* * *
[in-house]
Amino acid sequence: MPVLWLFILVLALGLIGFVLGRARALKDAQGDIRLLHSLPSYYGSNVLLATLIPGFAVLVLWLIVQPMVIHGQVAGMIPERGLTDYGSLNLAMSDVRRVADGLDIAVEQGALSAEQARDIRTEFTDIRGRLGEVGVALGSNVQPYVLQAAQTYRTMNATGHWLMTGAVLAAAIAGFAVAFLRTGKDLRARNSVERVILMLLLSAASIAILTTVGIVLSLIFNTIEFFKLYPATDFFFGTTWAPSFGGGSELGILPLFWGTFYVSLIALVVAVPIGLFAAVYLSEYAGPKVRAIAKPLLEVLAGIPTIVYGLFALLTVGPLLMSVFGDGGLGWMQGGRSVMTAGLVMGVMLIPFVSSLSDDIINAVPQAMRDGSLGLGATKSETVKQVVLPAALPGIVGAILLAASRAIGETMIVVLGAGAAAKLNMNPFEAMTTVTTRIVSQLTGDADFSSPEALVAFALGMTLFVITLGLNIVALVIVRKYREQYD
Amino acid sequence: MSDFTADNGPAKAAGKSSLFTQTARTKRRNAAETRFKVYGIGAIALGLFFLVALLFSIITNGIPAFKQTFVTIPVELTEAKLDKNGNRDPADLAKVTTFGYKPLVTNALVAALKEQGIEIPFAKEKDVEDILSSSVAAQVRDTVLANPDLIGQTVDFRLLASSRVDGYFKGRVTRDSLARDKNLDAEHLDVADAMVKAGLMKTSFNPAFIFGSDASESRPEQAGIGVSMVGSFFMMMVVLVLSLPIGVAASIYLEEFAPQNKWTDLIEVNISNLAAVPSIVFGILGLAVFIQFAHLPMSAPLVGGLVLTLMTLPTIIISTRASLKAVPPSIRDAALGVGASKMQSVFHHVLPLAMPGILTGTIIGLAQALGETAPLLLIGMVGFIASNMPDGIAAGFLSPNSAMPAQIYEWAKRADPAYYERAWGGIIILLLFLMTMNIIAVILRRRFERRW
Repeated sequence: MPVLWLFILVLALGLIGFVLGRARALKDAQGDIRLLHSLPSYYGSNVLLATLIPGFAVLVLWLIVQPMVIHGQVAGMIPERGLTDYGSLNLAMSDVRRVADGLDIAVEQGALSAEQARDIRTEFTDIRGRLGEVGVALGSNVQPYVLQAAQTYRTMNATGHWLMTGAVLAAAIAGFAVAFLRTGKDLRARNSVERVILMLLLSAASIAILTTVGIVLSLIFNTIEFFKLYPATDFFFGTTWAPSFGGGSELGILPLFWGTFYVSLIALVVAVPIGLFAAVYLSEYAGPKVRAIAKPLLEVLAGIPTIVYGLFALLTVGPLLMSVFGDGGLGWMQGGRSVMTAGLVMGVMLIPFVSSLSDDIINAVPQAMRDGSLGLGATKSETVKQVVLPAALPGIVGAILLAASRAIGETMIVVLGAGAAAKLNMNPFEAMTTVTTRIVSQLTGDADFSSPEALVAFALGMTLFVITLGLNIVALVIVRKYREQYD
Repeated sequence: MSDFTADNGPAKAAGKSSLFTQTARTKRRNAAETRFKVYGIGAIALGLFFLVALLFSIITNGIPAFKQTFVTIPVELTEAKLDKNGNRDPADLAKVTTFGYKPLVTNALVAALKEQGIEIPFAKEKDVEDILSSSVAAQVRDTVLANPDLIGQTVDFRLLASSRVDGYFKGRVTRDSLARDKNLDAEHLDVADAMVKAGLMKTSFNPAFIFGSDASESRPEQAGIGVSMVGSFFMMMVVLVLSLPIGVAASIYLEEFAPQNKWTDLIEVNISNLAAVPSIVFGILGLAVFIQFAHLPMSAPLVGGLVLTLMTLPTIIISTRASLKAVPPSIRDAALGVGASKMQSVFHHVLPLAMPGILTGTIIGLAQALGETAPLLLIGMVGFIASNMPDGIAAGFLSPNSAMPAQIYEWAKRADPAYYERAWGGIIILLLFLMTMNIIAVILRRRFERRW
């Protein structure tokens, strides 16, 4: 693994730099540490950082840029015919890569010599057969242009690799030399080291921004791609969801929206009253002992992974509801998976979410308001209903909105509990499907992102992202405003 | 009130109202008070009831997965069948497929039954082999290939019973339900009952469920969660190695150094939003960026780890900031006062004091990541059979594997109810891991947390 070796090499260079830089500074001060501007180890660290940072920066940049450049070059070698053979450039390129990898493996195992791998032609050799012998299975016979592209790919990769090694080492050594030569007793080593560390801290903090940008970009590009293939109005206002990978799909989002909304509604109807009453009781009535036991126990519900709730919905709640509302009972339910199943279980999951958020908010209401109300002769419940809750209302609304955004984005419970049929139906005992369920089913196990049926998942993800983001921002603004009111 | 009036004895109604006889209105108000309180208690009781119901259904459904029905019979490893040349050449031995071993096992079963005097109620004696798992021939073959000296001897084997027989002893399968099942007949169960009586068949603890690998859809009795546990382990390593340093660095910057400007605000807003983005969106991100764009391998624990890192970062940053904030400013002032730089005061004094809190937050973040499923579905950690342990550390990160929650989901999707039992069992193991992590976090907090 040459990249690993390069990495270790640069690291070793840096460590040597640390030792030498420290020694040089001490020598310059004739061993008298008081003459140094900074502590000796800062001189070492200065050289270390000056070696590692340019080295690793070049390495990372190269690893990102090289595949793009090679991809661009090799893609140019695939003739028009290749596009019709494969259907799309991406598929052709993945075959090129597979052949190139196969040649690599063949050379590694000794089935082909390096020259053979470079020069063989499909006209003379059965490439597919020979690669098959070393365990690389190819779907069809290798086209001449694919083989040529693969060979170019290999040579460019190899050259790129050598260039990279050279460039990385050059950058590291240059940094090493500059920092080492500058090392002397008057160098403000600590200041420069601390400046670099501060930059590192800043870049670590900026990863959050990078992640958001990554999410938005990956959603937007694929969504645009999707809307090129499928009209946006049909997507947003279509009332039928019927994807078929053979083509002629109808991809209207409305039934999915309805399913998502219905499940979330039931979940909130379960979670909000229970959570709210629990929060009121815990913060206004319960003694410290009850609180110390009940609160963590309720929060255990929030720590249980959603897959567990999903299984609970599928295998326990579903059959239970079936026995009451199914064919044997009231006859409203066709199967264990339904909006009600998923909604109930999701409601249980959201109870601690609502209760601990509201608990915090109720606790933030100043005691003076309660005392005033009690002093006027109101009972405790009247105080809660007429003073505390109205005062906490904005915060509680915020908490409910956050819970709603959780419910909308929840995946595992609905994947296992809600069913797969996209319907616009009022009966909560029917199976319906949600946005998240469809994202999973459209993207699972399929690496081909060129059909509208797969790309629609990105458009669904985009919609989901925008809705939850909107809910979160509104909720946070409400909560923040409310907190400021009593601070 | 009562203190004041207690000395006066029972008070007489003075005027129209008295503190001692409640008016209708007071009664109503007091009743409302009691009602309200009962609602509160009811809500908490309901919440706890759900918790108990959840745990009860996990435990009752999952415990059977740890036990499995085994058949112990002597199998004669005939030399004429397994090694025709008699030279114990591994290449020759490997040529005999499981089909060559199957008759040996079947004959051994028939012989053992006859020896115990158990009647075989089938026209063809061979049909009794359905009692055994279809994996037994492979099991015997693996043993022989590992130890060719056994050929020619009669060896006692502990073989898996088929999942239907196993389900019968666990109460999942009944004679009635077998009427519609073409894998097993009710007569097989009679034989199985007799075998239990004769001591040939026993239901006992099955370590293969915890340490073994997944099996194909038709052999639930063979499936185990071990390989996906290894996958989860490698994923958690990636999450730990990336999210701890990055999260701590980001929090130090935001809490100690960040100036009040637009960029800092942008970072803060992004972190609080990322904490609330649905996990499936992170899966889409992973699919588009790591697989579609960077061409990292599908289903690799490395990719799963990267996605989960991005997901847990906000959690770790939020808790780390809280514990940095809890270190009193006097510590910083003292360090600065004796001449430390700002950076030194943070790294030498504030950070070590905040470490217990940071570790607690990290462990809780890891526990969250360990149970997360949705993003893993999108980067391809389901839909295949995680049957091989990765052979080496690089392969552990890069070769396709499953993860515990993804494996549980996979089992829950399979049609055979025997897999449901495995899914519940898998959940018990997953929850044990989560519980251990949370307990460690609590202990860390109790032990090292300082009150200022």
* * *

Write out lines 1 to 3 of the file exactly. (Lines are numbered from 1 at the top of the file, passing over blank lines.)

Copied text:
[in-house]
Amino acid sequence: MPVLWLFILVLALGLIGFVLGRARALKDAQGDIRLLHSLPSYYGSNVLLATLIPGFAVLVLWLIVQPMVIHGQVAGMIPERGLTDYGSLNLAMSDVRRVADGLDIAVEQGALSAEQARDIRTEFTDIRGRLGEVGVALGSNVQPYVLQAAQTYRTMNATGHWLMTGAVLAAAIAGFAVAFLRTGKDLRARNSVERVILMLLLSAASIAILTTVGIVLSLIFNTIEFFKLYPATDFFFGTTWAPSFGGGSELGILPLFWGTFYVSLIALVVAVPIGLFAAVYLSEYAGPKVRAIAKPLLEVLAGIPTIVYGLFALLTVGPLLMSVFGDGGLGWMQGGRSVMTAGLVMGVMLIPFVSSLSDDIINAVPQAMRDGSLGLGATKSETVKQVVLPAALPGIVGAILLAASRAIGETMIVVLGAGAAAKLNMNPFEAMTTVTTRIVSQLTGDADFSSPEALVAFALGMTLFVITLGLNIVALVIVRKYREQYD
Amino acid sequence: MSDFTADNGPAKAAGKSSLFTQTARTKRRNAAETRFKVYGIGAIALGLFFLVALLFSIITNGIPAFKQTFVTIPVELTEAKLDKNGNRDPADLAKVTTFGYKPLVTNALVAALKEQGIEIPFAKEKDVEDILSSSVAAQVRDTVLANPDLIGQTVDFRLLASSRVDGYFKGRVTRDSLARDKNLDAEHLDVADAMVKAGLMKTSFNPAFIFGSDASESRPEQAGIGVSMVGSFFMMMVVLVLSLPIGVAASIYLEEFAPQNKWTDLIEVNISNLAAVPSIVFGILGLAVFIQFAHLPMSAPLVGGLVLTLMTLPTIIISTRASLKAVPPSIRDAALGVGASKMQSVFHHVLPLAMPGILTGTIIGLAQALGETAPLLLIGMVGFIASNMPDGIAAGFLSPNSAMPAQIYEWAKRADPAYYERAWGGIIILLLFLMTMNIIAVILRRRFERRW